Student 1: Yes, I think I enjoyed it for a different reason perhaps because Bologna is a very particular place, well, I found, cause Iíve lived in Milan as well. And when I went in Milan, I mean this, er, then you're talking about going out with a big group of friends and going to a place where you can get a sandwich and just one beer and sit around all night, and thatís it. But I found that a bit boring in Milan [laugh] cause I do like to have a few beers, so. In Milan Iíd be going out and literally the Italians are exceptional for being able to keep like one glass of beer for like 5 or 6 hours [general agreement].
Student 2: I did.
Student 3: The campari can last
for days [laugh]. One campari!
Student 1: Yeah, well I think first. I thing they are a lot more concerned with their appearance over there.
Student 2: Mmmmm, definitely.
Student 1: I mean, they are in that sense more effeminate, like they sort of really take care about doing their hair and what clothes they wear, itís all got to be absolutely perfect. And they do like to come over as really macho [laugh] which can be quite amusing sometimes. [laugh].
Student 3: Which when they smell like a bunch of roses is kind of difficult, you know. [laugh]
Student 1: But itís a fact, so theyíre really concerned with their appearance but then it also, I think a lot of it is only appearance, I think thatís really the general thing about the whole of Italy, generally though, is that appearances is more important than substance.
Interviewer: In what sense?
Student 1: In the sense that it's what things look like, what people look like, what cars look like.
Student 4: Itís this fada bella figura
Student 2: Yes, itís like nobody will go out and you will find no female that will go out even to buy some bread in jogging pants, no way [general agreement - over talking]. Yeah, people would stare at me as if to say "Oh my God you poor girl" and they would say "Are you sure you want to wear that to come out?" And Iíd be like "Iím going to buy bread for Godís sake, weíre not going anywhere", you know that kind of thing.
Student 2: Yeah, yeah, thereíd be like people would get on their full make-up kit to go out.
Student: I was so conscious when I arrived and everything, I mean, it was warm as well, but I was so conscious of what I was wearing and I'd never feel that in England, it just shows we donít care. [laugh] But I mean, if you could find a happy medium between the two.
All: Yeah, yeah.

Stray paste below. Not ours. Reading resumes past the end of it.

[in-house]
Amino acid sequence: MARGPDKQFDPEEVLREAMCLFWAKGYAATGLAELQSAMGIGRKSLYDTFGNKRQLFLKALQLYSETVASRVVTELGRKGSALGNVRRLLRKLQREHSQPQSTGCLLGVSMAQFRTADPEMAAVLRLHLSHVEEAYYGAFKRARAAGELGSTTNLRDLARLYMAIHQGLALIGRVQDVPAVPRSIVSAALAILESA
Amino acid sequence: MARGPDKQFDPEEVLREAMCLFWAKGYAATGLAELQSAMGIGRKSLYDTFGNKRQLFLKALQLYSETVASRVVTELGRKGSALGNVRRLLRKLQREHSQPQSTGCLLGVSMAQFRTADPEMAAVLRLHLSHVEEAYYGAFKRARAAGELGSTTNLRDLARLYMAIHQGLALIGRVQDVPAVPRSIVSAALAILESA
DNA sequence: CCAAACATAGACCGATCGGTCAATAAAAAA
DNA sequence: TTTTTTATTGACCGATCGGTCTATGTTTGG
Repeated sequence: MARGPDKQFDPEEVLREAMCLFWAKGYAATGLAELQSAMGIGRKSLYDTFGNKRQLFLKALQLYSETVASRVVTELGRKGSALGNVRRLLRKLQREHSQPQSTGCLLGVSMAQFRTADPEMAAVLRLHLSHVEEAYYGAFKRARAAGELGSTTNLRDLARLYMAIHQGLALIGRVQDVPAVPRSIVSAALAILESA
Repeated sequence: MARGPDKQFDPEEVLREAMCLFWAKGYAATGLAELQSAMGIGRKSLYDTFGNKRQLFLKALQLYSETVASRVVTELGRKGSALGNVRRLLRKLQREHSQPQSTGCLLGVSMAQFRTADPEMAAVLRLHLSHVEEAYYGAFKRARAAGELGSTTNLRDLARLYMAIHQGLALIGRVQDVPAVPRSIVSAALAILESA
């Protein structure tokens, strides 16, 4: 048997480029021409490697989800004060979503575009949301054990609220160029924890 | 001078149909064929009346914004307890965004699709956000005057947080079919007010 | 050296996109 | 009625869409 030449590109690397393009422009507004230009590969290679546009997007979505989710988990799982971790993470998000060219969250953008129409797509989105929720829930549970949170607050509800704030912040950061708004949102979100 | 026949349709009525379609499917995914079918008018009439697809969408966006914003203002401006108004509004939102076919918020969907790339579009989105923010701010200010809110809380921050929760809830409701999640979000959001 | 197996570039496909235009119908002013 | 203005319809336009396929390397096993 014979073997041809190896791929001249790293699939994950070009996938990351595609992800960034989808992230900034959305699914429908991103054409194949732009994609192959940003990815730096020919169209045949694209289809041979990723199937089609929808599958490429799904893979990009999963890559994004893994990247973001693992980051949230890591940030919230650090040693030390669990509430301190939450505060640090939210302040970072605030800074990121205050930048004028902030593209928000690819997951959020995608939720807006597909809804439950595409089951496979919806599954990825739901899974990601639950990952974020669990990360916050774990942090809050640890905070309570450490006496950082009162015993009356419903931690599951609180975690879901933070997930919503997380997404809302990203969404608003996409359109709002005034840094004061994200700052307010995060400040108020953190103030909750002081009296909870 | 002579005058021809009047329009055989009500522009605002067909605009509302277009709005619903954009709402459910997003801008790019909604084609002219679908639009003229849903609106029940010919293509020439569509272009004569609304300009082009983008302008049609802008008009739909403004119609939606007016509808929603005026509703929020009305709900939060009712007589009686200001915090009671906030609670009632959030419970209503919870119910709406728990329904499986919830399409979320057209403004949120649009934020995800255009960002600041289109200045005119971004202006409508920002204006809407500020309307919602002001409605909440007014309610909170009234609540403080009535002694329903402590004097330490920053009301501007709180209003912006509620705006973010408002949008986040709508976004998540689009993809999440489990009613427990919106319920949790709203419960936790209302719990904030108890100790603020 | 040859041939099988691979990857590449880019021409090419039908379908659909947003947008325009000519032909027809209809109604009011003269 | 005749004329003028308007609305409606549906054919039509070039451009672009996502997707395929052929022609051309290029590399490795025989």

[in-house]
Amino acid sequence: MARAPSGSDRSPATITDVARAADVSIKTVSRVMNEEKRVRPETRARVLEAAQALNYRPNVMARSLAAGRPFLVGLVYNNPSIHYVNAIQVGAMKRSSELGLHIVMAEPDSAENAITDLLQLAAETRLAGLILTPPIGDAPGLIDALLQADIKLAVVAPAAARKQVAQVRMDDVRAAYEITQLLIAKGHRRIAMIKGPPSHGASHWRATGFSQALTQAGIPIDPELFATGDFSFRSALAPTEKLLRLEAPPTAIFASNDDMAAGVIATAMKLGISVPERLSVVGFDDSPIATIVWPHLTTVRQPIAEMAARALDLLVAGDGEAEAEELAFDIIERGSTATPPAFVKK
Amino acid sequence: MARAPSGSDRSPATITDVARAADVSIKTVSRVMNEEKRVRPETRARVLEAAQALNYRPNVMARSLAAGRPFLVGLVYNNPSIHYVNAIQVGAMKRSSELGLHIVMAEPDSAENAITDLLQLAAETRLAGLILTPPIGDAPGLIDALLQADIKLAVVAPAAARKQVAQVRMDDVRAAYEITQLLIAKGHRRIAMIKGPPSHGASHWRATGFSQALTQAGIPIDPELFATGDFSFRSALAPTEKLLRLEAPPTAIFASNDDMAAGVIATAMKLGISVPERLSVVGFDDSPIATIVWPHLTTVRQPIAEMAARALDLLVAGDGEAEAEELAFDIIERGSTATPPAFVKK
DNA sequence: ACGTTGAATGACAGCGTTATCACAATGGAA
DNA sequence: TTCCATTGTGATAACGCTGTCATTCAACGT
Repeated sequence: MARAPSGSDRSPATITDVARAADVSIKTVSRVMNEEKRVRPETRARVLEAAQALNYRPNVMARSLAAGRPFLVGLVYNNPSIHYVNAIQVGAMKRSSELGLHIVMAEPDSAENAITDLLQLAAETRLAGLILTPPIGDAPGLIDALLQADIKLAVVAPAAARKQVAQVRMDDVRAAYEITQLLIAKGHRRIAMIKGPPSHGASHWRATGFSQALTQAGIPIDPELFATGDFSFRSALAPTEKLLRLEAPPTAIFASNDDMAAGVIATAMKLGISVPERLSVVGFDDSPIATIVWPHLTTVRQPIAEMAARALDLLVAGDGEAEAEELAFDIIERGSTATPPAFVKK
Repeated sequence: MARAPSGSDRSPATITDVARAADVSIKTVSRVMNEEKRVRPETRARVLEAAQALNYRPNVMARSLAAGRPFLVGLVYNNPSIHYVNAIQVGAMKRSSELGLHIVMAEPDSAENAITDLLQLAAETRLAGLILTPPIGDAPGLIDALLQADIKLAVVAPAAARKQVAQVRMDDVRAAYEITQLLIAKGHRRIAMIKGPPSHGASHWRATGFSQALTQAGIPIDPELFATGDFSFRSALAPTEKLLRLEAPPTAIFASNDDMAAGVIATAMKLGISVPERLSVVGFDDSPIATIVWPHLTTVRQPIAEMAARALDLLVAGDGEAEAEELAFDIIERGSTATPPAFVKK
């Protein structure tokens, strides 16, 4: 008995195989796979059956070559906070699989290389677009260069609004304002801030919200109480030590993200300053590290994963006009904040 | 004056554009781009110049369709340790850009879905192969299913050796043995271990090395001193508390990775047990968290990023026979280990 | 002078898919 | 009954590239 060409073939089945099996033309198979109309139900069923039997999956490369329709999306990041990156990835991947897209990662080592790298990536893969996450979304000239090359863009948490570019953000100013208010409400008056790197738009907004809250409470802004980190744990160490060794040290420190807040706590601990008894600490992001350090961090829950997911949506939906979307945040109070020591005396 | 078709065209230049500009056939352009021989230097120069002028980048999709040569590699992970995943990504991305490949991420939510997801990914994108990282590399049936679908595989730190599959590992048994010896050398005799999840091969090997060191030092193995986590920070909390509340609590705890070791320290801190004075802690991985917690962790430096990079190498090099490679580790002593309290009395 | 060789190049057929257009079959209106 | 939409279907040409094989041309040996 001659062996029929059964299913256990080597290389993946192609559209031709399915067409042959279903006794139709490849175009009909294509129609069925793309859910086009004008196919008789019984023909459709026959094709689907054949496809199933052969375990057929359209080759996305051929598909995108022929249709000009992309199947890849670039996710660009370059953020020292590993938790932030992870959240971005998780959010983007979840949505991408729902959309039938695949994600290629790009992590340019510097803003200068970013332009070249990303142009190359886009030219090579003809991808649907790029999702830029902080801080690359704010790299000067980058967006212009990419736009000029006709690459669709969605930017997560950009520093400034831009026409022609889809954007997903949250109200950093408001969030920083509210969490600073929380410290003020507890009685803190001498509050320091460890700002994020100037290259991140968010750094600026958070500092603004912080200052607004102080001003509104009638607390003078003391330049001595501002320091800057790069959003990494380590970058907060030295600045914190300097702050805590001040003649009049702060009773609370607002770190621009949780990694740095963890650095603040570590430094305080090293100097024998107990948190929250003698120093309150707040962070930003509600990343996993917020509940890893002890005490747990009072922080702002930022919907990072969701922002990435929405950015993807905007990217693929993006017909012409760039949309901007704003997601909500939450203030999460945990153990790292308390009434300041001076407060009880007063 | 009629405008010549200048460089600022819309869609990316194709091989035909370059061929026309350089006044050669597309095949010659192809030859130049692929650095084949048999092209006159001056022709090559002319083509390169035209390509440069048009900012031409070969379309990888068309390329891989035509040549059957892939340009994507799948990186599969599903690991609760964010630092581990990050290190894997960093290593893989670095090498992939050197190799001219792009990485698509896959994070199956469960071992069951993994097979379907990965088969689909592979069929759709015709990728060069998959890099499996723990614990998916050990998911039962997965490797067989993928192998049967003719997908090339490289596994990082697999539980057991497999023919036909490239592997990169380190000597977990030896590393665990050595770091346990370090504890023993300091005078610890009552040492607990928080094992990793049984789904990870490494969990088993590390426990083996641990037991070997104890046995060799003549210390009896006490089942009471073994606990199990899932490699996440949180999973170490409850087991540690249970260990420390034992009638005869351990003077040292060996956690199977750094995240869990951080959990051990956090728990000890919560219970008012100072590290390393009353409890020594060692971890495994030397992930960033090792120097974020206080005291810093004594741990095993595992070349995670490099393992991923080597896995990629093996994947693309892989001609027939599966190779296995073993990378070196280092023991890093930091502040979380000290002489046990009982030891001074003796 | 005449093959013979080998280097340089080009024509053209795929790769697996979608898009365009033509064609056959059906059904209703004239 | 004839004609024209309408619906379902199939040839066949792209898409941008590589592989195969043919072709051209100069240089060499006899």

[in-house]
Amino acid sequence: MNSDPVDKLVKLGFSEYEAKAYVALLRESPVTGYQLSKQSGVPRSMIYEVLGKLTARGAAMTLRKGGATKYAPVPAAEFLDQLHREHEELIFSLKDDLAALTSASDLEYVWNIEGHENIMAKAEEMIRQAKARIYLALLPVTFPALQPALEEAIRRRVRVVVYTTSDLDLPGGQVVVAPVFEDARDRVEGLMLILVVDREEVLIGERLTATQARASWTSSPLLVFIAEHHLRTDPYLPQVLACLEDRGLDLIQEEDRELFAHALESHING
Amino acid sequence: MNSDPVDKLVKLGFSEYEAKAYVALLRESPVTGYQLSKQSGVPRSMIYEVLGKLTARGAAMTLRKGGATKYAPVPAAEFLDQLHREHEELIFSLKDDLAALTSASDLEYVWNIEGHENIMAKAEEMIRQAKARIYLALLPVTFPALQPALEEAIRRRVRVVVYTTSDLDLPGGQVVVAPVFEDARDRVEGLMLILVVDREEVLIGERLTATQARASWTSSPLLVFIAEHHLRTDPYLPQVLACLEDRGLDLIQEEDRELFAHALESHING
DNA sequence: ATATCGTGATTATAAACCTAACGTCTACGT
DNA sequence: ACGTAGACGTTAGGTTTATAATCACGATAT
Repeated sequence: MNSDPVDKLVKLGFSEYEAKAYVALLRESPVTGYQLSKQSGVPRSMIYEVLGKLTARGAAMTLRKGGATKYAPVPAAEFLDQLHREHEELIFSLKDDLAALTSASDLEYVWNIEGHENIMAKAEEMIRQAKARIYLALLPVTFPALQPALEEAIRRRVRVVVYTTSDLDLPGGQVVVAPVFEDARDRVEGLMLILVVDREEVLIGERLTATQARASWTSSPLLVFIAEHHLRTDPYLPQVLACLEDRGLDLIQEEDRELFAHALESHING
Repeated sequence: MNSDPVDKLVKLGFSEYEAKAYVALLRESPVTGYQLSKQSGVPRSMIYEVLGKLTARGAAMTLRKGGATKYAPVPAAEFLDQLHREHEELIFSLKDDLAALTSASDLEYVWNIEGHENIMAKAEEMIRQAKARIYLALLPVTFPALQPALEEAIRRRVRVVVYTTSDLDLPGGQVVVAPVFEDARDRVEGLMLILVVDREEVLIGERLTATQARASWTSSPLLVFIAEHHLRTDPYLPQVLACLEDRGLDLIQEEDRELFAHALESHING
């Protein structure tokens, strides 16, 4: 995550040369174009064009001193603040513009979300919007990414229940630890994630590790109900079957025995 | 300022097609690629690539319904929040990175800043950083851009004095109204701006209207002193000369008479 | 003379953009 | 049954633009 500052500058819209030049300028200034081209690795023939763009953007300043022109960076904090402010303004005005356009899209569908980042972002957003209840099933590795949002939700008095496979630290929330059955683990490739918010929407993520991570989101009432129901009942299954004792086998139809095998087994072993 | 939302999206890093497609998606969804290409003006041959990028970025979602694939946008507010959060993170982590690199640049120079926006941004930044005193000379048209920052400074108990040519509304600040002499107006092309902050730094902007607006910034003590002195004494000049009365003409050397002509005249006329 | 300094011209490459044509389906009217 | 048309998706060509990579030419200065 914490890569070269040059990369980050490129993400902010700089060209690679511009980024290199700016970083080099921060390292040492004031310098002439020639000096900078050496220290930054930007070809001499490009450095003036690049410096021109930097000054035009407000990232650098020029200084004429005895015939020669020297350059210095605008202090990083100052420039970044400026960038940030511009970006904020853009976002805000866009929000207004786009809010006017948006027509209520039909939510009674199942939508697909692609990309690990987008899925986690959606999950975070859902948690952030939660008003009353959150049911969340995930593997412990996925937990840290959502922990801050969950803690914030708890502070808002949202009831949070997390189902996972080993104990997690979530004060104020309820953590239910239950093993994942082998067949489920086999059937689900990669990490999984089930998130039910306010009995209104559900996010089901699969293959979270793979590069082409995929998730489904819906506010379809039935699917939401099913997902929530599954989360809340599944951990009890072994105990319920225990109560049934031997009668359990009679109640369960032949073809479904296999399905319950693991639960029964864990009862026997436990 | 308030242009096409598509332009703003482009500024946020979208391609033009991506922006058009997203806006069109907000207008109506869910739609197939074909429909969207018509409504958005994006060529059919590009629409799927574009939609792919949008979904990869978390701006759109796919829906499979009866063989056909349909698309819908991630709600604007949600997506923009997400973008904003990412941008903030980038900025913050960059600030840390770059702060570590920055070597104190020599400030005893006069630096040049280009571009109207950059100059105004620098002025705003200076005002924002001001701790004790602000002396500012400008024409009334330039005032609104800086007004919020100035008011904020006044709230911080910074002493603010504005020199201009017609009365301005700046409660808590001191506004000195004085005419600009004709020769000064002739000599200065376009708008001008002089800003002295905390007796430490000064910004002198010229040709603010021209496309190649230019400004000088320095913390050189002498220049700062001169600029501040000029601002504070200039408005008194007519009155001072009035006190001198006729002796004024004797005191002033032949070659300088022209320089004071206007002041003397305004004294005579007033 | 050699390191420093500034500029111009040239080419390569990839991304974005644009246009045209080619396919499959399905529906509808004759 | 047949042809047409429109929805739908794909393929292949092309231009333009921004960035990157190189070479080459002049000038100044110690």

Student 3: And so um, for safety,
itís a safety thing isnít it, I suppose you just want to blend in to a
certain extent and so um, like and I donít have dark hair or whatever,
and so in winter I'd definitely wear a hat or a hood, but I do that anyway,
but I was just, I thought, oh at least I look more Italian almost, cause
you just want to, well I did.
Interviewer: Um, and feeling frustrated by that and also lonely I think you said, it had the potential to make you feel very lonely, if you just say a bit more about that?
Student 3: Well I know there were definitely occasions, certainly early on, say you bumped into, I met, bumped into a lady in the street and I was with one of the other English girls and she had a little puppy with her or something, so we just made, "Oh cute puppy" or whatever and she just started talking and talking and talking and we were just standing there smiling and nodding [laugh] and thinking maybe sheís talking about her bag of onions but you're just standing there [laugh] "yes, yes, oh yes" and you know, and she was smiling and looking at us, so presumably it was positive. But you, there, you're not just equipped to talk, I wasnít equipped with the speed and the level, I wasnít prepared at all.
Student 3: Even when I first arrived and I just wanted to get a taxi from the bus terminus to the university and I had to ring twice cause I had to check the map in between to see where I wanted to go [laugh] and er, and he said "Where are you?" and I said "Iím not sure" [laugh]. You know you're just, itís like suddenly a big opaque glass comes down and you're behind it saying ÖÖÖÖ.(silent gestures) but nothingís coming out.